No Charges or Tickets for Driver Who Ran Red, Killed Woman on Sidewalk

A driver ran a red light yesterday evening, crashing her SUV into another car, mounting the sidewalk and striking three people at a bus stop in Richmond Hill, Queens. Meena Mahabir, 52, was killed. Her 2-year-old niece was critically injured, and the toddler’s mother was also hospitalized. The driver does not face any charges and has not received any traffic tickets after the crash, NYPD said this afternoon.

This driver, being aided by EMTs, does not face any charges or traffic tickets after running a red and killing a woman on the sidewalk. Image: WCBS
NYPD has not issued so much as a traffic ticket to the woman who ran a red and killed a woman on a Queens sidewalk yesterday. Image: WCBS

Just before 6 p.m. yesterday, police say, the unidentified 43-year-old driver ran a red light at 108th Street while driving west on Atlantic Avenue in her white Mitsubishi SUV. In the intersection, she collided with a northbound Kia driven by a 23-year-old woman. Then the Mitsubishi driver crashed into three people at a bus stop.

Mahabir was pronounced dead at Jamaica Hospital. She was at the bus stop with her two-year-old niece, who was critically injured, and the girl’s mother, 48, who is in stable condition. Both drivers were also taken to Jamaica Hospital in stable condition.

Mahabir lived a block away from where she was killed, according to police. Witnesses say she tried to save her niece by throwing her out of harm’s way. “She screamed,” witness Miriam Sierra told WABC. “Saved the baby’s life, yeah she really did.”

“The older woman had tire marks, a lot of cuts and marks,” witness Norman Alsaivi told WNBC.

A police sergeant and officer happened to be at the scene when the crash occurred, WABC said, and police are now looking at surveillance video from nearby businesses. NYPD says the investigation is ongoing.

WABC closed its report from the scene with a shot of one of the intersection’s traffic signals, located in the median. “You can see that it’s sort of off-kilter. It’s somewhat at a diagonal,” ABC’s Josh Einiger says in the segment. “The driver told investigators that she did not see the red light and DOT [is] right now looking into whether that light may have played a role. She also said she was looking into sun glare from the setting sun.”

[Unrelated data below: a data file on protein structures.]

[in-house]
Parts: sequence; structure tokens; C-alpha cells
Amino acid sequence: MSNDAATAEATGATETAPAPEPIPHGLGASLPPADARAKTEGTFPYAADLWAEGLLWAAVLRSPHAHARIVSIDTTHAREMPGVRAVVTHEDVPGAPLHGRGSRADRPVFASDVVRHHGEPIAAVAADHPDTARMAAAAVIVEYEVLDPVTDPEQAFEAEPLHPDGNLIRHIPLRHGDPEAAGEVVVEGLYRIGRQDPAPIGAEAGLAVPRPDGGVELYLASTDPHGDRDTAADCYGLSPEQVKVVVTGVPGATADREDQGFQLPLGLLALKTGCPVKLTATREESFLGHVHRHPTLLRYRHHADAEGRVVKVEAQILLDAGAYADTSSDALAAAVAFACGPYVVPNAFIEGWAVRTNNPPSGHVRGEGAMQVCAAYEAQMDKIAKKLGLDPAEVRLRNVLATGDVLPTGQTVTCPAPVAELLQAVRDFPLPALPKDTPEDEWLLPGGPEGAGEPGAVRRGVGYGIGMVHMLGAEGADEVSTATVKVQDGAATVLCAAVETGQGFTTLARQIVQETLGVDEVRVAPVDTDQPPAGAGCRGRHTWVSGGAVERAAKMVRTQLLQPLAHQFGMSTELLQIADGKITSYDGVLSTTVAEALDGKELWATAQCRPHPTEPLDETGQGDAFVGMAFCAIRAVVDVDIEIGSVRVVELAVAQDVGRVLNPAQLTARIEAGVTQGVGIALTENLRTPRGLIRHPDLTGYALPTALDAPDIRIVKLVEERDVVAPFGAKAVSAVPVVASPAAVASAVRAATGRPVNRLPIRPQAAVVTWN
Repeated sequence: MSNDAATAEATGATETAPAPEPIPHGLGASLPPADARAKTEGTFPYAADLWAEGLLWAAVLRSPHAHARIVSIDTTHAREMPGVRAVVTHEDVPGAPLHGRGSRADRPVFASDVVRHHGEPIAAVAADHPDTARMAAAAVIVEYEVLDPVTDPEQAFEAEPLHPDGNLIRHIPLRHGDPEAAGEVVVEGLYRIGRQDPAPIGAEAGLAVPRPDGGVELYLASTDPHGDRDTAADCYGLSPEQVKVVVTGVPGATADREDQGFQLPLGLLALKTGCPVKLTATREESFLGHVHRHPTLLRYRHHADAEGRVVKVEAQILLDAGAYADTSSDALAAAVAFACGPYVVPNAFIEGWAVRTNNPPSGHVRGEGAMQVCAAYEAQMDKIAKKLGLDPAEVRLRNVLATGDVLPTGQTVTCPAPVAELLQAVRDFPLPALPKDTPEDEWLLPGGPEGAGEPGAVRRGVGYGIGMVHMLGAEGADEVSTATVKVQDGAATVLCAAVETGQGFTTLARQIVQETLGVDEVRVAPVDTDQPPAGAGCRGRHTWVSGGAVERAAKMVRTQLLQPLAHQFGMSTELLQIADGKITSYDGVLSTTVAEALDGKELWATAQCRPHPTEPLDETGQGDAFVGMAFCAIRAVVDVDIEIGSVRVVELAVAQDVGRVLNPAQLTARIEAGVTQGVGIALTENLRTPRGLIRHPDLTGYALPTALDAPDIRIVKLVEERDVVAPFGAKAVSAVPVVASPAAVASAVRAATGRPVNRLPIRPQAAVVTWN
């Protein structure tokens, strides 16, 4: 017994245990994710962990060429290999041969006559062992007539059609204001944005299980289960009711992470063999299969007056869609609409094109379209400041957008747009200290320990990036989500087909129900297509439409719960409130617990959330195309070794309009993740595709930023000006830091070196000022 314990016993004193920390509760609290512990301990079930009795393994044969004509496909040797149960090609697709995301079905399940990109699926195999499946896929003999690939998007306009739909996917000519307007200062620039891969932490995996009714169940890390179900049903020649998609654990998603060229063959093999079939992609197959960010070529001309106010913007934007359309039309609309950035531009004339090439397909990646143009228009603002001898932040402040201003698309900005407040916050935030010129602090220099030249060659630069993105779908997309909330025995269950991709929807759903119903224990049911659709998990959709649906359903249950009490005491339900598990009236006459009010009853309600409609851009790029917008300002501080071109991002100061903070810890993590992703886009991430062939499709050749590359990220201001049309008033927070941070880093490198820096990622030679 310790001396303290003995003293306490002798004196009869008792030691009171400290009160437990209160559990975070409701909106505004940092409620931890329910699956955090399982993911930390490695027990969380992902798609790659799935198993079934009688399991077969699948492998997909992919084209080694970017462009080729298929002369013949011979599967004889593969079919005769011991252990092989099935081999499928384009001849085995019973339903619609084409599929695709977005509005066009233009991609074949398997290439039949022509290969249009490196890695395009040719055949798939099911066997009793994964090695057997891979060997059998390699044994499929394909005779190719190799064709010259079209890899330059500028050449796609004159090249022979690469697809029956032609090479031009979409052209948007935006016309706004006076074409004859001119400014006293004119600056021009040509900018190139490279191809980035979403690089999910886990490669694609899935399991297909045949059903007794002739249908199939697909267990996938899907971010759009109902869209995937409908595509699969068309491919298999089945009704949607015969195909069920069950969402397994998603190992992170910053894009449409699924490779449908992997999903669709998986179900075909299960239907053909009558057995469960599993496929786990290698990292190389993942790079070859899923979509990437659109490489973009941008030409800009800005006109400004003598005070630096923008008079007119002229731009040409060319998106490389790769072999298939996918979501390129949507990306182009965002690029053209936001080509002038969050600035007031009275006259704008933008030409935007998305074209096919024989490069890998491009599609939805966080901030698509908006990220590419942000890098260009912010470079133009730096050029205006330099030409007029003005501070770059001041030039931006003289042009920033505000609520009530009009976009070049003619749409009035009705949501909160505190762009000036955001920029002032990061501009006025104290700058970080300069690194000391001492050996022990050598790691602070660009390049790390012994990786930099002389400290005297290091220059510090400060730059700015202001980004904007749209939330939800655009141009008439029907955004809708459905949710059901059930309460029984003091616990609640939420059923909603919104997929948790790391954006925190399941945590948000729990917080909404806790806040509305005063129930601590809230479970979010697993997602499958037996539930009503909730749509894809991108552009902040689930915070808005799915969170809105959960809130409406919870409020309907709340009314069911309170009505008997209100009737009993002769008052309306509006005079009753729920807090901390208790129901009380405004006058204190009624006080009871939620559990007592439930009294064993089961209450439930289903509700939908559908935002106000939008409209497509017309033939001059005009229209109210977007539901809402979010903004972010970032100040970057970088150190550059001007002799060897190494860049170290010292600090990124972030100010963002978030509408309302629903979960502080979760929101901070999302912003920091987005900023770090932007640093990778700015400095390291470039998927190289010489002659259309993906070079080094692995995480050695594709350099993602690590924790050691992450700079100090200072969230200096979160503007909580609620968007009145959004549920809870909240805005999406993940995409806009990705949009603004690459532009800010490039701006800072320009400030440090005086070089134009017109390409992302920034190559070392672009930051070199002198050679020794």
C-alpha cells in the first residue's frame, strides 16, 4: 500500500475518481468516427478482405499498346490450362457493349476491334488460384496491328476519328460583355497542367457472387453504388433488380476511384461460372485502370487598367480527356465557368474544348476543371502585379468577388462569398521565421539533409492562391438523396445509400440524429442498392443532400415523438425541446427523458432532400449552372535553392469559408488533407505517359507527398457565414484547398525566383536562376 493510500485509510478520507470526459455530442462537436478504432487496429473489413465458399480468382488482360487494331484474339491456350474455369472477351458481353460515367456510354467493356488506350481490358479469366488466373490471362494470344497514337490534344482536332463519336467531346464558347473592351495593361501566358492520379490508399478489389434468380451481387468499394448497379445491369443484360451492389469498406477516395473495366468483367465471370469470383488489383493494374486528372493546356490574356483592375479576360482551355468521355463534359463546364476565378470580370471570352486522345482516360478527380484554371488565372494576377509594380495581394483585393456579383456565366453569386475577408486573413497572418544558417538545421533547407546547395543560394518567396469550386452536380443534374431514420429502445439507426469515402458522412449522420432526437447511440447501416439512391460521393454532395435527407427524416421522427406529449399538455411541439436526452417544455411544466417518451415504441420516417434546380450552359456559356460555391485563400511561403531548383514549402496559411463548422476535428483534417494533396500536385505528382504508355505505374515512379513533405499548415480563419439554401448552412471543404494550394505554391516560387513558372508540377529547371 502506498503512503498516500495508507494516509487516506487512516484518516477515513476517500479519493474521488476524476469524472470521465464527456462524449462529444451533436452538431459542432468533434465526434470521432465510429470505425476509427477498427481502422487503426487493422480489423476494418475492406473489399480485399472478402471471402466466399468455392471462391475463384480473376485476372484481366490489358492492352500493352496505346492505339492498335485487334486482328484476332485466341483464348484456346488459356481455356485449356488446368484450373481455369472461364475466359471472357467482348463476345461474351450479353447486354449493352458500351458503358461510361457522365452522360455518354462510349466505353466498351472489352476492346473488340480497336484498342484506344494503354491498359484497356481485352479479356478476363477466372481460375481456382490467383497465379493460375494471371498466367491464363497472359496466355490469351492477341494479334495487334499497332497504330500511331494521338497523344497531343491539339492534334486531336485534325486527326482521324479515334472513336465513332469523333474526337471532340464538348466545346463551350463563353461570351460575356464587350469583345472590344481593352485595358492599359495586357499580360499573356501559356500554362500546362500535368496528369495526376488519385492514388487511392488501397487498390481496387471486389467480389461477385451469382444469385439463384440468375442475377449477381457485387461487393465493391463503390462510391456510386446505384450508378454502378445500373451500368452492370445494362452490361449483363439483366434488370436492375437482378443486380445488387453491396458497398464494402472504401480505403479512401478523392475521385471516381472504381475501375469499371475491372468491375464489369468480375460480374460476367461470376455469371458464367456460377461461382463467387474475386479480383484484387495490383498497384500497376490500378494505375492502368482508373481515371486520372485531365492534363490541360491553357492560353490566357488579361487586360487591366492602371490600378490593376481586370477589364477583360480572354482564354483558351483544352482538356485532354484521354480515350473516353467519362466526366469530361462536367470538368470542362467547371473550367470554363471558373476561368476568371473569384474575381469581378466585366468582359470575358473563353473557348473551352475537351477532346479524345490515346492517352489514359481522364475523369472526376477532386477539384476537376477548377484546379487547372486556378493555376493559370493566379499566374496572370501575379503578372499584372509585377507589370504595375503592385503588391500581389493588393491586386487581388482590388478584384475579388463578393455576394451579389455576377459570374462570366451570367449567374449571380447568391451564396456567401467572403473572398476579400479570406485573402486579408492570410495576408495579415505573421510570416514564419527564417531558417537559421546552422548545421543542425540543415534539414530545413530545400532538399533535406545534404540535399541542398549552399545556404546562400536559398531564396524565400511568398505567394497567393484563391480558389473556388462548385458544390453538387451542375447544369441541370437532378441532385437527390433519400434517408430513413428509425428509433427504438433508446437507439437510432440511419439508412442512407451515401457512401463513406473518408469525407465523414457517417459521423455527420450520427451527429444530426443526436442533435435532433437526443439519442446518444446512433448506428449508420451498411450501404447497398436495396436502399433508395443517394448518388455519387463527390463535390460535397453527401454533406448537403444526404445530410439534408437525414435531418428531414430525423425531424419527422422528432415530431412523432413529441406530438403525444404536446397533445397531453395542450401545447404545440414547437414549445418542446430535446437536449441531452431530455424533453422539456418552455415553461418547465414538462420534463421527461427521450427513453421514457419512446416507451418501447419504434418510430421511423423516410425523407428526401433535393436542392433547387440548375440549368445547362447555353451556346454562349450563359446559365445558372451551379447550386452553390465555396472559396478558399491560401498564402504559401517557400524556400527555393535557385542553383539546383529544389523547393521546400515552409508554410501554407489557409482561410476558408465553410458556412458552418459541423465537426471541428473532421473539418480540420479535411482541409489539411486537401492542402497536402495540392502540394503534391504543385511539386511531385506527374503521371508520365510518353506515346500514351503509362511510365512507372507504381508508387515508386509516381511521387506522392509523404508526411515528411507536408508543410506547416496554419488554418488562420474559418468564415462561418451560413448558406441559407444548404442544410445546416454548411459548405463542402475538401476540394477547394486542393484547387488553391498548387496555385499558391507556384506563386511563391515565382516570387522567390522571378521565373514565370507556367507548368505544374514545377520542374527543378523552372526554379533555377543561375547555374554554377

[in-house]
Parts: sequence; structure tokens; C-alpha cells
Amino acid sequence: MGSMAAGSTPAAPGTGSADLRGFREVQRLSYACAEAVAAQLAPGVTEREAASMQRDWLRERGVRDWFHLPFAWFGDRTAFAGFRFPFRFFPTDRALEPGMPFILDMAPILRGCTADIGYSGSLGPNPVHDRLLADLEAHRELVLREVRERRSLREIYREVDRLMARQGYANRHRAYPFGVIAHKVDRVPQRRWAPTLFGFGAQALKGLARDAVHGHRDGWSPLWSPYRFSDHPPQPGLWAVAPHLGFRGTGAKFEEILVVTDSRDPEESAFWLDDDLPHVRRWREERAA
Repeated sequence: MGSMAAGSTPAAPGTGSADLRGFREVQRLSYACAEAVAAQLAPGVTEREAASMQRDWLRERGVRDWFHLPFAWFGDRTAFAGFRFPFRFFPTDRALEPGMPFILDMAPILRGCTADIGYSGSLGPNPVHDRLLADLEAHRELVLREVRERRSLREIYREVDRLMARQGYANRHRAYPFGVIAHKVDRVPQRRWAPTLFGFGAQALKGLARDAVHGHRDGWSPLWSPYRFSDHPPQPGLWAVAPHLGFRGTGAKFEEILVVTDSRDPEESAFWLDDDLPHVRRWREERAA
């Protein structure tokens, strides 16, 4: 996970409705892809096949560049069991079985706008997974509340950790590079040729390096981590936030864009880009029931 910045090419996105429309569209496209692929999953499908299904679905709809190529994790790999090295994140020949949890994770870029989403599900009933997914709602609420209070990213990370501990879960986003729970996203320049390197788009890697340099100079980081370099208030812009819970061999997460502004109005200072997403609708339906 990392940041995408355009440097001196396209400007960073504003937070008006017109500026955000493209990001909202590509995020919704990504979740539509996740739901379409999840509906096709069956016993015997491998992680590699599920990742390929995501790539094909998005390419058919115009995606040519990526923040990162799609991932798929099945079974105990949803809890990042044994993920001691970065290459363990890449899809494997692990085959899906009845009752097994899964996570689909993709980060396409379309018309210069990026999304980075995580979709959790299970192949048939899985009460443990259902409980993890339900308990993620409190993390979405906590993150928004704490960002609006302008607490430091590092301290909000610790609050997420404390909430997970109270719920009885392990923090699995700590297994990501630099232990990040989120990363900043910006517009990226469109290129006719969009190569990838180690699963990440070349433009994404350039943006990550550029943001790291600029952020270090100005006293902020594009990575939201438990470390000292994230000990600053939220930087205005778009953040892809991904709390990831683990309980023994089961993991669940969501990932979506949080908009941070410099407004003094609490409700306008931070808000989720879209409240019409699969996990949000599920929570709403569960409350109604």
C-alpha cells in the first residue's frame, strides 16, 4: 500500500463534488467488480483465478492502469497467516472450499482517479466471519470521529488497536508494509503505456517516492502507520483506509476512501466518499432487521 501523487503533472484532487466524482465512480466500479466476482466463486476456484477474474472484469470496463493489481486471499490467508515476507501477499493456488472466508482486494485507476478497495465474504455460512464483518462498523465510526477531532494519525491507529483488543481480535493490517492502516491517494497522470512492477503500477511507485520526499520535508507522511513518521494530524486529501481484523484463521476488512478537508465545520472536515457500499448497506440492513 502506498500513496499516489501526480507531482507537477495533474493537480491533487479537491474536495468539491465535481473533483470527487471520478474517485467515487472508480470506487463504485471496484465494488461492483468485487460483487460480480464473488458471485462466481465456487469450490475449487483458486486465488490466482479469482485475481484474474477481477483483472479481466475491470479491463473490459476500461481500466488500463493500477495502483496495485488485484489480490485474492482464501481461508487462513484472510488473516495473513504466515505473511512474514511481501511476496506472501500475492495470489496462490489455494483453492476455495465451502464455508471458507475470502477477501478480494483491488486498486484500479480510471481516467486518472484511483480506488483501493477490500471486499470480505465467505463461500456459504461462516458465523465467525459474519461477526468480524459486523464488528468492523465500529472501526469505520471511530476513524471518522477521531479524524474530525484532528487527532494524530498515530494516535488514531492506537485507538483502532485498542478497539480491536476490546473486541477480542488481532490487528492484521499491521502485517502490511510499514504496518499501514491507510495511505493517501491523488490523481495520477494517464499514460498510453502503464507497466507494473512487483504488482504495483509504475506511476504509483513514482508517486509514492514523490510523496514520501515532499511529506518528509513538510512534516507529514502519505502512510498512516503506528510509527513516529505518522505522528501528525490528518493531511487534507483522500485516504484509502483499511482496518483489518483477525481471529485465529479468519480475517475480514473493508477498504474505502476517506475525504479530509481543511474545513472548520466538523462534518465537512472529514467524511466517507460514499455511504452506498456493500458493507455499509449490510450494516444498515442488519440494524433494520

Other drivers had no trouble seeing the intersection’s multiple red signals. “I was at the red light for two seconds and [the car] passed me so it was definitely a red light,” witness Norman Alsaidi told WABC.

Atlantic Avenue is one of the city’s most dangerous streets. So far, the city’s efforts to cut speeding and reduce fatalities have focused on sections of Atlantic west of where yesterday’s crash occurred. Atlantic was the first street in the city’s 25 mph Arterial Slow Zone program, but the slow zone does not reach east of 76th Street. DOT also unveiled an uninspiring “Great Streets” plan to make minor tweaks to Atlantic, but both phases of the project cover areas west of Rockaway Boulevard.

Last April, 54-year-old Oscar Pauzhi was killed trying to cross Atlantic Avenue at 107th Street, a block away from the scene of yesterday’s fatality. Eight people, all motor vehicle occupants, have been injured at the intersection of Atlantic Avenue and 108th Street through the end of August this year, according to DOT’s Vision Zero View map.

The intersection is located within Community Board 9 and on the border of City Council districts represented by Eric Ulrich and Ruben Wills. The crash occurred within the 102nd Precinct, which has issued 357 citations for red-light running and 361 citations for speeding through the end of August this year [PDF].

To voice your concerns about traffic safety to Deputy Inspector Deodat Urprasad, commanding officer of the 102nd Precinct, attend its next community council meeting, scheduled for October 20 at 7:00 p.m. at Richmond Hill Library, 118-14 Hillside Avenue.